Remarks Following a Performance Reopening the National Theatre

January 23, 1984

I know I speak for Nancy when I say this has been an evening of thrills from the moment that we walked through the theater doors. The show we've just seen is one of those big, bright Broadway productions that starts on a peak and then keeps on going up. [Laughter]

And before I say anything else, I want to thank the very talented ``42nd Street'' cast. Watching them sing and dance as they did made me wonder if I was seeing the reason why my own career in show business took a different turn. [Laughter]

The National Theatre opened, as you were told, on this site in 1835 when the occupant of the White House was Andrew Jackson. Americans perched on the roof and peered through the windows of this building to watch the horseback inaugural parades of McKinley and Teddy Roosevelt. They saw the face of the National when they watched newsreels of the inaugural parades of Wilson, Coolidge, and F.D.R. -- parades that took place when American admirals still wore cockeyed hats. And through all those years, the National was staging productions that entertained and delighted the people of this city.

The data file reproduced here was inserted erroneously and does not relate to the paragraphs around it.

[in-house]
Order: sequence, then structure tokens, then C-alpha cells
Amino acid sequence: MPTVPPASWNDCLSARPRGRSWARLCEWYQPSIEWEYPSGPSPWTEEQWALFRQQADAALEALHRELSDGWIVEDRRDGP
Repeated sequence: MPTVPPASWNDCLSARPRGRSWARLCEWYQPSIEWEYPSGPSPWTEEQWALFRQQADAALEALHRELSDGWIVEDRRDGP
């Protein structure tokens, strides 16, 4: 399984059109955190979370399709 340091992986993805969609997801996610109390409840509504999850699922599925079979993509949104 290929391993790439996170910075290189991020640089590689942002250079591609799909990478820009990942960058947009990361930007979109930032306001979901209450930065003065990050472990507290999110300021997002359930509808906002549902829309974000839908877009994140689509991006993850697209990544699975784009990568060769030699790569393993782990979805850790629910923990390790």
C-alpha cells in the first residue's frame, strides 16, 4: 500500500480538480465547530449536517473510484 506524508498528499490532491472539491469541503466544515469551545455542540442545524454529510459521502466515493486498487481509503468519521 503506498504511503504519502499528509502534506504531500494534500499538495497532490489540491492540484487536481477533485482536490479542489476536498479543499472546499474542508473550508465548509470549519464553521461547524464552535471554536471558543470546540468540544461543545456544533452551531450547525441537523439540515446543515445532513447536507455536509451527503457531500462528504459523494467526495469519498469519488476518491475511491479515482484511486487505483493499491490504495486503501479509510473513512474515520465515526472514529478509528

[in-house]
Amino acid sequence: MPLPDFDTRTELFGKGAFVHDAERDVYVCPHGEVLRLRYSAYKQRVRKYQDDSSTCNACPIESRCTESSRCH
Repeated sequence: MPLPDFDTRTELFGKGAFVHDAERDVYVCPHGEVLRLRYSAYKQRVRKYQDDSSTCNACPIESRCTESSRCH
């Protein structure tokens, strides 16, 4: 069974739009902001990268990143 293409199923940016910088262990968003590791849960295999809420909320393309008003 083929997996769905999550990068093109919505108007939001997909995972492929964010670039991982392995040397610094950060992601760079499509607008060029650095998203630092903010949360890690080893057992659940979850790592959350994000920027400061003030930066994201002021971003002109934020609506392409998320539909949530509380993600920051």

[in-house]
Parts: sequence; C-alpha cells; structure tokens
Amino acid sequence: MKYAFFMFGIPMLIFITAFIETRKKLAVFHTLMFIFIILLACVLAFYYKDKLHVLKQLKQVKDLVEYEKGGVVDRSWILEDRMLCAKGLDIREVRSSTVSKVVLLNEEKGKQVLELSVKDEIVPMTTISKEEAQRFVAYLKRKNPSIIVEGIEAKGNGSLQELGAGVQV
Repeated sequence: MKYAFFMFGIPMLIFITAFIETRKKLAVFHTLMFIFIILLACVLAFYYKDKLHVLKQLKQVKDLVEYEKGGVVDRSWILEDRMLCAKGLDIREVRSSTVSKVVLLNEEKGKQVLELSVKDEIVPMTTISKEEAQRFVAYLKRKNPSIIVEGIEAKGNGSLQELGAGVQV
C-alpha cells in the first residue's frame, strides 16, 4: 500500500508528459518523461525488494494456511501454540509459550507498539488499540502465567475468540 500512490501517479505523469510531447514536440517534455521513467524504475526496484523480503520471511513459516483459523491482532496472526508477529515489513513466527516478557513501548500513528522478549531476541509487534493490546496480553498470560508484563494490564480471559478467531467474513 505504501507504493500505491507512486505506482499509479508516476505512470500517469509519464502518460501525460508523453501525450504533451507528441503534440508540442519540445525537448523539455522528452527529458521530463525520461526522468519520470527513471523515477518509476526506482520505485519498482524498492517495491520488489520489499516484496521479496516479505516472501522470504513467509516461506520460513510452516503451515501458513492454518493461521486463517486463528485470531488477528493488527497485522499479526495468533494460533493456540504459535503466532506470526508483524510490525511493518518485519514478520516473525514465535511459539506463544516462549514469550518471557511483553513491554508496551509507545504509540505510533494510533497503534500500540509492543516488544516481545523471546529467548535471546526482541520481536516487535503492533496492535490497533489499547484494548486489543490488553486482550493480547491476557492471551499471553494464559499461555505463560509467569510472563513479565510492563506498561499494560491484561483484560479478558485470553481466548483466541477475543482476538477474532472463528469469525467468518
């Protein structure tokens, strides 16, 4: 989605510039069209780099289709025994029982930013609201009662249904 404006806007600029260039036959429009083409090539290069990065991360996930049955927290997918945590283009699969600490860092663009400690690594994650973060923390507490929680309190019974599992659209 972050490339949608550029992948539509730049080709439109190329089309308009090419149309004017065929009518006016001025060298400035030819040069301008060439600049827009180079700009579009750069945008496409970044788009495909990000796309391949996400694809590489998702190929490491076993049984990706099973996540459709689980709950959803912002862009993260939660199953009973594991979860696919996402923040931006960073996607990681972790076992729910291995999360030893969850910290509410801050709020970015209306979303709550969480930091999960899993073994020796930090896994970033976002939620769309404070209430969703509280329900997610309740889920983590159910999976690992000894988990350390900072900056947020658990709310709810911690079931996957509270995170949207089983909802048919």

In recent years, though, the National fell on hard times. Some even talked of tearing her down. And then a year and a half ago, an army of designers, electricians, and carpenters went to work to save it. They cleaned the exterior. They've refurbished the interior, as we have been able to see tonight, installed a new lighting and a sound system, and added a whole new building four stories high for dressing rooms and storage. And they did it all without a penny of government money. [Laughter]

And tonight we're among the lucky first to enjoy the results. A special thanks to J. Adams, the chairman of the National Theatre, to the Schuberts, Gerald Schoenfeld and Bernard Jacobs, and, of course, to Carol Laxalt and Betty Wright, the cochairmen of tonight's gala. I know we want to applaud everyone who had a hand in this wonderful restoration. With this reopening, downtown Washington has a splendid theater and a living link with the past.

And speaking as two who live in the neighborhood -- [laughter] -- we're all delighted. One more thing: Now that the National has reopened, even those of us in Washington will be able to hear ``The Lullaby of Broadway.''

Thank you. God bless you all.

Note: The President spoke at 9:25 p.m. at the theater.